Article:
Rogers and Hammerstein's "South Pacific" is best known nowadays for such songs as "Some Enchanted Evening" and "I'm Gonna Wash That Man Right Outa My Hair."
Yet when the musical first came out in 1949, it was hugely controversial for another of its songs — and for the show's depiction of interracial love.
As the Guthrie Theater prepares to begin previews later this week, Artistic Director Joe Haj is reframing "South Pacific" for present-day sensibilities. Not that there's much anyone can do about lyrics like, "What ain't we got? We ain't got dames!"
This is Haj's first show done from scratch since he became artistic director. It's a big production, and he has to make sure it works on the theater's famed thrust stage, with the audience on three sides.
"The difference between proscenium and the thrust is the difference between chess and 3-D chess," he said. "Because the play somebody here is watching is very different from the play someone there is watching."
Haj is also working hard with the "South Pacific" cast and crew to honor the show's central message. Rogers and Hammerstein created the show from a James Michener novel based on his experiences as a U.S. Navy officer in World War II.
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The show was a huge Broadway hit when it debuted in 1949, but then it ran into problems.
"When they put together the national tour of it, there were states that attempted to pass legislation to ban its performance," Haj said. "Georgia, for example, attempted to ban any entertainment that had a philosophy inspired by Moscow."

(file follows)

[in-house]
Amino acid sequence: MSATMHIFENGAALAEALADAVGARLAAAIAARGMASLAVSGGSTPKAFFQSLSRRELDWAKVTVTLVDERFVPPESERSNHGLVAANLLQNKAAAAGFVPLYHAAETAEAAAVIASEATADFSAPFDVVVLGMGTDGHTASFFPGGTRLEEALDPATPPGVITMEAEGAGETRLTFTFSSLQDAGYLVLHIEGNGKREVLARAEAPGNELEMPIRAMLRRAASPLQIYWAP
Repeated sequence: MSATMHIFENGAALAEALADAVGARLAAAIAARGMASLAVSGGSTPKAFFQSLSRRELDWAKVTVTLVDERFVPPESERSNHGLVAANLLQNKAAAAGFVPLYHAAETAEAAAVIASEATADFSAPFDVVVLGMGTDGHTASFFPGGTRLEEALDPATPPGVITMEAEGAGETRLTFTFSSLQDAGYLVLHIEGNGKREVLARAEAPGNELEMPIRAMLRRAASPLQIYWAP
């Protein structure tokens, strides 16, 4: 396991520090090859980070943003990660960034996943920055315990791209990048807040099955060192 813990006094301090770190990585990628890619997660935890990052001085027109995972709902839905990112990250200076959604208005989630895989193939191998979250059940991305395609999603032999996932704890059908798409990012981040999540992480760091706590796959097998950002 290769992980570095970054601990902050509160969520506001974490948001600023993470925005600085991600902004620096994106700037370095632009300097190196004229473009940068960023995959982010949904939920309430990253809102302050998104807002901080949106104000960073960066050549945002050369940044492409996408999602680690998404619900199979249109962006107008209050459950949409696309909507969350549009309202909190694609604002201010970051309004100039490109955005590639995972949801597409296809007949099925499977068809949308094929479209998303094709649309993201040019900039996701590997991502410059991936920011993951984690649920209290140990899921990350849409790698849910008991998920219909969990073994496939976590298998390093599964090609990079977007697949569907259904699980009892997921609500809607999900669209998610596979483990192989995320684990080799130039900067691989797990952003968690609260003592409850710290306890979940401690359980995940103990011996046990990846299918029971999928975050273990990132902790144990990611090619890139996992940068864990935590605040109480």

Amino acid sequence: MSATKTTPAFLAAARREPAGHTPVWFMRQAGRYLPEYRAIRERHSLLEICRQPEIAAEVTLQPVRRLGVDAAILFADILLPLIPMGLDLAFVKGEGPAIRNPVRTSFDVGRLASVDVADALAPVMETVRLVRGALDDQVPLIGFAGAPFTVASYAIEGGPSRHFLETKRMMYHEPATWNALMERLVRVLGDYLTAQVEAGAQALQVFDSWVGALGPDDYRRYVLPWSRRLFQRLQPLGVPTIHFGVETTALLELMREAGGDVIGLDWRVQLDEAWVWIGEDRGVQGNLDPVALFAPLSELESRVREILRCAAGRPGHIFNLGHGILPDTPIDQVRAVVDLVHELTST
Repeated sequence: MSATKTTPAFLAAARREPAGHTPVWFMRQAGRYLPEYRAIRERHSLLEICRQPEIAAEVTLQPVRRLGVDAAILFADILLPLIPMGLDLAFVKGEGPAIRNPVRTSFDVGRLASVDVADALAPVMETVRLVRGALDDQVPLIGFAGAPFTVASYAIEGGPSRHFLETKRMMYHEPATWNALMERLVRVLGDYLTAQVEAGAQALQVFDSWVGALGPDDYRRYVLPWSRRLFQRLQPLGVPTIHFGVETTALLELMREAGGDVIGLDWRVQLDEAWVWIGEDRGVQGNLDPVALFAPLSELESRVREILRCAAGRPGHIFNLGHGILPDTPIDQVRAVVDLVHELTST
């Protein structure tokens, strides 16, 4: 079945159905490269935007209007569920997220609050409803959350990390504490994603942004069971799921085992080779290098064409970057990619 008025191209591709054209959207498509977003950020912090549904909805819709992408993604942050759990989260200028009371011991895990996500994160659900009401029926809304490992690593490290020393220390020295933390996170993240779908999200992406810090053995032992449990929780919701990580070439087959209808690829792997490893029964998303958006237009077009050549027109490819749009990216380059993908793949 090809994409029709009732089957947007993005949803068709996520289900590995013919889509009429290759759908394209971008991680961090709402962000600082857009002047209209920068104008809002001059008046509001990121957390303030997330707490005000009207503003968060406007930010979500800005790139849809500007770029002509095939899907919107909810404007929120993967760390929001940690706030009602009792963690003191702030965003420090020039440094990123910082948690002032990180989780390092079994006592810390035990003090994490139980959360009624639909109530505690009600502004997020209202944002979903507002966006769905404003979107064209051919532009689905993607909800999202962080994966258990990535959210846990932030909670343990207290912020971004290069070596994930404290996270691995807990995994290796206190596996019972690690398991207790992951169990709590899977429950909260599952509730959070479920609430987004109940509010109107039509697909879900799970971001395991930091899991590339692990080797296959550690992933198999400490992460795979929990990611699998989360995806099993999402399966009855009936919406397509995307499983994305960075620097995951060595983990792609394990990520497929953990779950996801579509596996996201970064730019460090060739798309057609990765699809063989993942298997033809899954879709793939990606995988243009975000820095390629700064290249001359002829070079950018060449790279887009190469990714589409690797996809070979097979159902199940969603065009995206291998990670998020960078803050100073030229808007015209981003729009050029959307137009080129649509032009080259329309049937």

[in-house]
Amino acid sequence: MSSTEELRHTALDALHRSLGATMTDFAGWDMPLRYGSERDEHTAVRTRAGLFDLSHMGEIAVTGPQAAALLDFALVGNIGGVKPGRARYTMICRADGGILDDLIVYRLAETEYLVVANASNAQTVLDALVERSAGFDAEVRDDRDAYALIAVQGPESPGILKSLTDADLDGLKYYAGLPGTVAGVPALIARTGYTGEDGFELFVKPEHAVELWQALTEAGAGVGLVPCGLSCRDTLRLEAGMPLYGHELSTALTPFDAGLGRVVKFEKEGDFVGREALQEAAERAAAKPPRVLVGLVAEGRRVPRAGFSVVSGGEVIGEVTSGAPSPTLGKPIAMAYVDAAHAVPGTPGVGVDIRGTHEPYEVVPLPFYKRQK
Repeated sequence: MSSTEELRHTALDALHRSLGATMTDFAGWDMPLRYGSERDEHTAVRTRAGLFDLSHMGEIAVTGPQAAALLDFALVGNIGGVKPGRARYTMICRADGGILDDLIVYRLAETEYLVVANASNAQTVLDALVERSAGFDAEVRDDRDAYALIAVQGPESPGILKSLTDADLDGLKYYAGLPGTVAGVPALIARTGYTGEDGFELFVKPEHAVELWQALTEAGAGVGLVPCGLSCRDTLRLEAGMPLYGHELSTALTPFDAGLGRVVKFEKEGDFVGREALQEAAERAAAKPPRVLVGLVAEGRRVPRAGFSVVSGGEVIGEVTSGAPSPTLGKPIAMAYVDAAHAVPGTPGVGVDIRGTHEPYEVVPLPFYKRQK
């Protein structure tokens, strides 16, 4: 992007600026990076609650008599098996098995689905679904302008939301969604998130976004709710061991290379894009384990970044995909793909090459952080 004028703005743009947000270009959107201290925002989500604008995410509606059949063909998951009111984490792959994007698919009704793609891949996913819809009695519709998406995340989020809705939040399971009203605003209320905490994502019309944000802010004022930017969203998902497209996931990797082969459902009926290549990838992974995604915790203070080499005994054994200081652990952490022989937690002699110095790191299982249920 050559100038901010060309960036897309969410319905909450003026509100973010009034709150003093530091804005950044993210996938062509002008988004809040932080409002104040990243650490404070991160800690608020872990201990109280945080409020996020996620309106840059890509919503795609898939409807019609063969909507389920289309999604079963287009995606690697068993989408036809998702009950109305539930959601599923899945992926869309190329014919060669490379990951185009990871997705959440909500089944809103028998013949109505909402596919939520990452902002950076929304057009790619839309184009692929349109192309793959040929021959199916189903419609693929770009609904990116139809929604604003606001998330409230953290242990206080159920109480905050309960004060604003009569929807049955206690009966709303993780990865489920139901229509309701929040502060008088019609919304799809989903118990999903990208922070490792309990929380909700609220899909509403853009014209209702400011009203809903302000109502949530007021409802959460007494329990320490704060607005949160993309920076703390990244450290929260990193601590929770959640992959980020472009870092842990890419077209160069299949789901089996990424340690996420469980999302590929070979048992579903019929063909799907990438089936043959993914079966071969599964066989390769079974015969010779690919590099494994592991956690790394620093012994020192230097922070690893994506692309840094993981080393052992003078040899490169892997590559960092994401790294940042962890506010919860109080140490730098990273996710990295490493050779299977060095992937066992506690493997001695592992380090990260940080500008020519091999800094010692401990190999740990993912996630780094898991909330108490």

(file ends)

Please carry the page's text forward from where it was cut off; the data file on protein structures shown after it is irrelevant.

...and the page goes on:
The musical's depiction of interracial romances ran contrary to the norms of a country where many communities practiced segregation. And the song "You've Got to be Carefully Taught" pulled no punches about the spread of racism:
You've got to be taught to be afraid
Of people whose eyes are oddly made,
And people whose skin is a diff'rent shade,
You've got to be carefully taught.
Many communities tried to stipulate that the song be removed in their town, but Rogers and Hammerstein insisted that if the song wasn't sung, then the show wouldn't play, Haj recounted. "You've Got to be Carefully Taught" became an anthem of the civil rights movement.
It's been almost 70 years since "South Pacific" was first performed, and the world is a different place. The show's message is still pertinent, but the way certain characters were presented back then used stereotypes no longer accepted.
Bloody Mary is an Islander who makes her living selling souvenirs to the U.S. sailors, including shrunken heads.
"What's that?" one new arrival asks as Mary holds out her wares.
"Is head," she replies, holding it higher. "Fifty dollar!"
"What's it made out of?" he asks.
"Made out of head!" she says, waving it in his face and causing him to jump out the way.
Actor Christine Toy Johnson plays Bloody Mary. The role comes with baggage, she said.
"I've seen caricatures, where perhaps her accent is the butt of the joke," she said.
In some productions, the character is played as only interested in making money, or in marrying off her daughter. Johnson said the cast spent a lot of time discussing the character and "how to humanize her, without taking away from the beautiful text."
But Haj and the cast also wanted to make the show a realistic portrayal of the wartime 1940s. Erin Mackey plays the hair-washing Ensign Nellie Forbush, a role she's played in two previous productions. Doing "South Pacific" in 2016 takes careful balance, she said.
"It can be very tempting to lay into the messages that it still has that are relevant," she said. "But it's more powerful when you just let it be, and let other people discover it on their own. Because it's all there."
All that, she said, and "South Pacific" has those great romances and incredible songs, besides.